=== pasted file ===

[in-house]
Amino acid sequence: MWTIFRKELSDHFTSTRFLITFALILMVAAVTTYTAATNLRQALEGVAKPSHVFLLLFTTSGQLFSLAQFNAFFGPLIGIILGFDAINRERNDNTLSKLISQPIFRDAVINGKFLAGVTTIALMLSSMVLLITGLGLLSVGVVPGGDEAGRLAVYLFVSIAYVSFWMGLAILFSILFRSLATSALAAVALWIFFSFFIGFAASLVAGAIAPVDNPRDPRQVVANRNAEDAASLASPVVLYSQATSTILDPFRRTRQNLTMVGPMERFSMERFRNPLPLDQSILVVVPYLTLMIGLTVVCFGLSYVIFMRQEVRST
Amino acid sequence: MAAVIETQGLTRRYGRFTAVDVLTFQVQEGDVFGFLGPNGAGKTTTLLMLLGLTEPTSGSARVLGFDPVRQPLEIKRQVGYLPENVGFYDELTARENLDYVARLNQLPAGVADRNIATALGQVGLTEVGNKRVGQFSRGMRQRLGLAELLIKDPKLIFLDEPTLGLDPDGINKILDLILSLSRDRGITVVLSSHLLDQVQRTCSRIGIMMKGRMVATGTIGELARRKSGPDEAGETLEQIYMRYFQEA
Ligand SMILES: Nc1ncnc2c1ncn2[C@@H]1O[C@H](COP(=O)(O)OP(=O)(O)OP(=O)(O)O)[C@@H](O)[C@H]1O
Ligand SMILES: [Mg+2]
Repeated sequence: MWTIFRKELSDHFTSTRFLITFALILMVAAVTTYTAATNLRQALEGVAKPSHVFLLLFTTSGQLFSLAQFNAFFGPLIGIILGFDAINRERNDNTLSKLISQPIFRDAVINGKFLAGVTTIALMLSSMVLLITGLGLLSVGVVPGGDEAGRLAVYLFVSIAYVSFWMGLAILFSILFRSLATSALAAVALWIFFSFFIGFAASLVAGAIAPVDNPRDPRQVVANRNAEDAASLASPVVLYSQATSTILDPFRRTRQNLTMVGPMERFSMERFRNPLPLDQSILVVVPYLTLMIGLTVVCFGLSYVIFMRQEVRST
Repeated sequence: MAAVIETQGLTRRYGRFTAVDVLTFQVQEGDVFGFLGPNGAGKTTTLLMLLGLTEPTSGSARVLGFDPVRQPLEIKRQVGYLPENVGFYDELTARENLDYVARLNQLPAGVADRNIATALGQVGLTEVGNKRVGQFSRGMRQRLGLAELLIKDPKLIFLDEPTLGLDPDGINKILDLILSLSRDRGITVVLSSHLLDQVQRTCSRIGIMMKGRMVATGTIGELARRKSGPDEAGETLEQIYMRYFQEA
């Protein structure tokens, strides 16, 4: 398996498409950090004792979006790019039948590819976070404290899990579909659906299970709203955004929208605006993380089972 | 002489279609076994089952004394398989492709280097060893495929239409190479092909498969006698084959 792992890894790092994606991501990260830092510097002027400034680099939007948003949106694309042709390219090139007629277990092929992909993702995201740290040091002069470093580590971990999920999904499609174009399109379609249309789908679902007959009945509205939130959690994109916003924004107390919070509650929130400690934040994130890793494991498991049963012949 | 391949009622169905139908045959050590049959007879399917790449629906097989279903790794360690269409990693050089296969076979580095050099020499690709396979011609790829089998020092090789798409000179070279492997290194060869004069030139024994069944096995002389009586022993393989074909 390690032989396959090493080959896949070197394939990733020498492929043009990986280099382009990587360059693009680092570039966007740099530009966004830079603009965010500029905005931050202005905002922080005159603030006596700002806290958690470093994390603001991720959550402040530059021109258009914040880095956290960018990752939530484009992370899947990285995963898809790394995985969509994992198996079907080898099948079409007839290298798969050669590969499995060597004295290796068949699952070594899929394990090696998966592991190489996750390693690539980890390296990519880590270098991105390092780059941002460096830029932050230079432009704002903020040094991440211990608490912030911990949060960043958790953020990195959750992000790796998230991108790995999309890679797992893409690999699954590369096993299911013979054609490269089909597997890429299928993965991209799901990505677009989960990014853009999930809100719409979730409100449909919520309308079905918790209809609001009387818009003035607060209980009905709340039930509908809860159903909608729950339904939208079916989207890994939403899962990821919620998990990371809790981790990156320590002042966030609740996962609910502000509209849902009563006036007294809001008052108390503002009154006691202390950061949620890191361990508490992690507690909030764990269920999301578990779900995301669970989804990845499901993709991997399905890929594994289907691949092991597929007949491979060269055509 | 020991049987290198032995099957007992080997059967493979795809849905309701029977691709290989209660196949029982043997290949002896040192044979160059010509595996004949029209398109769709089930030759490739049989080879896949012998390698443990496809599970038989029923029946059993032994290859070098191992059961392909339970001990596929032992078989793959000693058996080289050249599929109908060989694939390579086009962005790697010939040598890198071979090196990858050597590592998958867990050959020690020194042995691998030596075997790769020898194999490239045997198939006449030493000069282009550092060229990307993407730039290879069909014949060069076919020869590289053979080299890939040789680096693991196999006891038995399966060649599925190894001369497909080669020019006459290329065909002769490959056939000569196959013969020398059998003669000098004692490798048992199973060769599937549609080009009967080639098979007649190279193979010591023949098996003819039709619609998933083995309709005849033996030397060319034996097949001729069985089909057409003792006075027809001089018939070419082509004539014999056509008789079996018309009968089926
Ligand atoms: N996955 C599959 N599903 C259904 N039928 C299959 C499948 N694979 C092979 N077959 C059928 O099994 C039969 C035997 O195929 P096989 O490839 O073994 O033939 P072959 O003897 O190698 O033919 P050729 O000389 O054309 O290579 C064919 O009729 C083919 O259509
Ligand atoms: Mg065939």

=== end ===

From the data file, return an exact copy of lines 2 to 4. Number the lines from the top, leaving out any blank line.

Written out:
Amino acid sequence: MWTIFRKELSDHFTSTRFLITFALILMVAAVTTYTAATNLRQALEGVAKPSHVFLLLFTTSGQLFSLAQFNAFFGPLIGIILGFDAINRERNDNTLSKLISQPIFRDAVINGKFLAGVTTIALMLSSMVLLITGLGLLSVGVVPGGDEAGRLAVYLFVSIAYVSFWMGLAILFSILFRSLATSALAAVALWIFFSFFIGFAASLVAGAIAPVDNPRDPRQVVANRNAEDAASLASPVVLYSQATSTILDPFRRTRQNLTMVGPMERFSMERFRNPLPLDQSILVVVPYLTLMIGLTVVCFGLSYVIFMRQEVRST
Amino acid sequence: MAAVIETQGLTRRYGRFTAVDVLTFQVQEGDVFGFLGPNGAGKTTTLLMLLGLTEPTSGSARVLGFDPVRQPLEIKRQVGYLPENVGFYDELTARENLDYVARLNQLPAGVADRNIATALGQVGLTEVGNKRVGQFSRGMRQRLGLAELLIKDPKLIFLDEPTLGLDPDGINKILDLILSLSRDRGITVVLSSHLLDQVQRTCSRIGIMMKGRMVATGTIGELARRKSGPDEAGETLEQIYMRYFQEA
Ligand SMILES: Nc1ncnc2c1ncn2[C@@H]1O[C@H](COP(=O)(O)OP(=O)(O)OP(=O)(O)O)[C@@H](O)[C@H]1O